In the amusement industry, which I cover for CoasterBuzz
, there are two kinds of amusement parks you run into. The first kind want total control over everything, and won't allow you to post anything. The second kind will announce a new attraction, send you photos and video, invite you to construction tours, and basically do whatever they can to foster a fan community. While one could argue that these communities are a relatively small portion of your audience, are they really when the rate of information dissemination is so fast? That's a hard question to answer, but when you're Microsoft, pushing around the community is certainly not going to win the hearts and minds of anyone.
Yep, it's true... AOL is ditching its Usenet service
. My feeling is so what, but then again I feel very different about Usenet.
Usenet is nearly useless as far as I'm concerned. It wasn't always that way, but spam and trolls have destroyed it. There were a few groups I used to visit now and then, but I quit years ago. There are better Web-based forums out there.
It comes down to moderation. On one hand, Usenet is mentioned in the same breath as being totally free of moderation or its authority, but just as anything else that grows in number of participants, those numbers inevitably bring in the poor element too.
It's not the death of free speech. Any idiot can put up a Web site these days (I'd know!).
I just saw a TV spot for some "school" that teaches game development. This goofy girl and a typical diverse group of kids are all sitting around at computers playing games. It's hysterical. I love when the girl says, "Can you believe we get paid to play games?"
And if you're lucky you'll get to work at EA and kiss your home life goodbye! :)
There was a time where I would bang out a change to an application, see that it basically worked, and bust it live to production all in the same day. For the most part, this isn't a horrible practice when you're using test-driven development, but it's not a great practice either.
For example, I've been sitting on a minor forum upgrade for about a month. After a week or it being in production on one of my sites (which I generally use as a live test), I saw one particularly odd problem that wasn't covered by my tests. Then last night I found an issue with a regular expression that was tagging the CPU big time.
Would it have been a tragic failure to release it a month ago? Not by a long shot, but I am saving customers (not that they're paying me) the trouble of having to find the problems and then wait for an upgrade.
In this respect, I don't think it's such a bad thing for Microsoft to have really long beta periods. I know they've caught some flack for that. I can't be the only person that remembers Windows ME. I'll concede that I wish .NET v2 was out yesterday, especially Visual Studio, but look at how horrible that designer in VS 2002/2003 was. That should have never been released.
The definition of "on time" has to find some middle ground between adequate testing and getting to market in a timely fashion. Getting crap to market (like RollerCoaster Tycoon 3) by a deadline and having it suck is frustrating for customers.
The following Regex takes upwards of five seconds to get through a couple paragraphs of text: text = Regex.Replace(text, @"(.*)((?<!(\A|<blockquote>|</blockquote>|</p>))(<blockquote>|<p>))", "$1</p>$2", RegexOptions.IgnoreCase | RegexOptions.Compiled);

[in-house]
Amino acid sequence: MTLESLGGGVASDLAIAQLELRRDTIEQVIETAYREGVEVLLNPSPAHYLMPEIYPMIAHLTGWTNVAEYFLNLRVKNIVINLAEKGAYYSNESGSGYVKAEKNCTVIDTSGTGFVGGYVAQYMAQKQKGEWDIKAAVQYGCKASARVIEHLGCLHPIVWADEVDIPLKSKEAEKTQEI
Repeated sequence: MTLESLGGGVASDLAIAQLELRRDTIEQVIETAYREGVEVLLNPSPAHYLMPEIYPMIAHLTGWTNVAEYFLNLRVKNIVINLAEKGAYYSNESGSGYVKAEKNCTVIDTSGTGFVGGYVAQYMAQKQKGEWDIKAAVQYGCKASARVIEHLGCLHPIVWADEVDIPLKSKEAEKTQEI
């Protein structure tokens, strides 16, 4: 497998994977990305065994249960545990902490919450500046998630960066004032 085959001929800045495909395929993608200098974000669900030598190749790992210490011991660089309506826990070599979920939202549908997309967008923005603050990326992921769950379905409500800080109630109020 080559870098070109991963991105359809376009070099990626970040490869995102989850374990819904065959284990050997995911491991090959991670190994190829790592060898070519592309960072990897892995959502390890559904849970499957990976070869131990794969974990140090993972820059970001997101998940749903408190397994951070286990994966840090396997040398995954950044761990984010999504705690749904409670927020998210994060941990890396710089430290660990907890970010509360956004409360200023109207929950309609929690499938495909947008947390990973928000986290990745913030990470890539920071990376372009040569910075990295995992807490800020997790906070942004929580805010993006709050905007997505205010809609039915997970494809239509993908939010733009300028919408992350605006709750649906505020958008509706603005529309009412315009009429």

I'm at a loss to explain why, because I've never had any expression choke like that. I theorize that it might have something to do with the "or" options in the groups, but I don't know for sure. Or perhaps something is causing it to recursively scan the entire text over and over, I'm just not sure what.
I was just reviewing the proofs for my book chapter on ASP.NET v2.0's anonymous Profile feature and wondered if perhaps MSN Search
was using it for the storage of settings. Looking at the cookies stored, it would appear not because the cookie names have "SRCH" in them. Still, there are GUID's in there, so they are storing the settings on their end.
Oh well, it just would've been super cool to see them using an off-the-shelf ASP.NET feature, a beta feature at that, for their killer search app. Certainly they'd be using their own Profile provider, but still, it would've been a neat thing to see!
So in the grand spirit of "we'll show them," the major search engines agree to treat hyperlinks in pages with rel="nofollow" differently as an effort to combat blog comment spam. I can't be the only person that finds this a bit silly.
First off, the spamming is most obviously automated. At this point, it's still going to go on anyway. Second, at least on the .Text system, we can moderate or delete the comments anyway (which we know about instantly with the e-mail notification). The stuff doesn't stick around long enough to ever get indexed.
People are acting like there has never been spamming on the Web in cases where anonymous posting can take place. Give me a break. It has been going on for as long as discussion boards have been around. The only reason anyone cares now is because everyone has a blog that they own, unlike the countless message boards they visit but don't own. I especially find it funny that some people go as far as to say, "My blog is important and visited by millions, and a single link can skew page rank!" Wow.
The whole discussion misses the point: Free advertising is free advertising in the mind of spammers. It doesn't cost them a dime to send out thousands of e-mail messages, and it won't cost them a dime to spam thousands of blogs. I don't have the answer, but this certainly isn't it.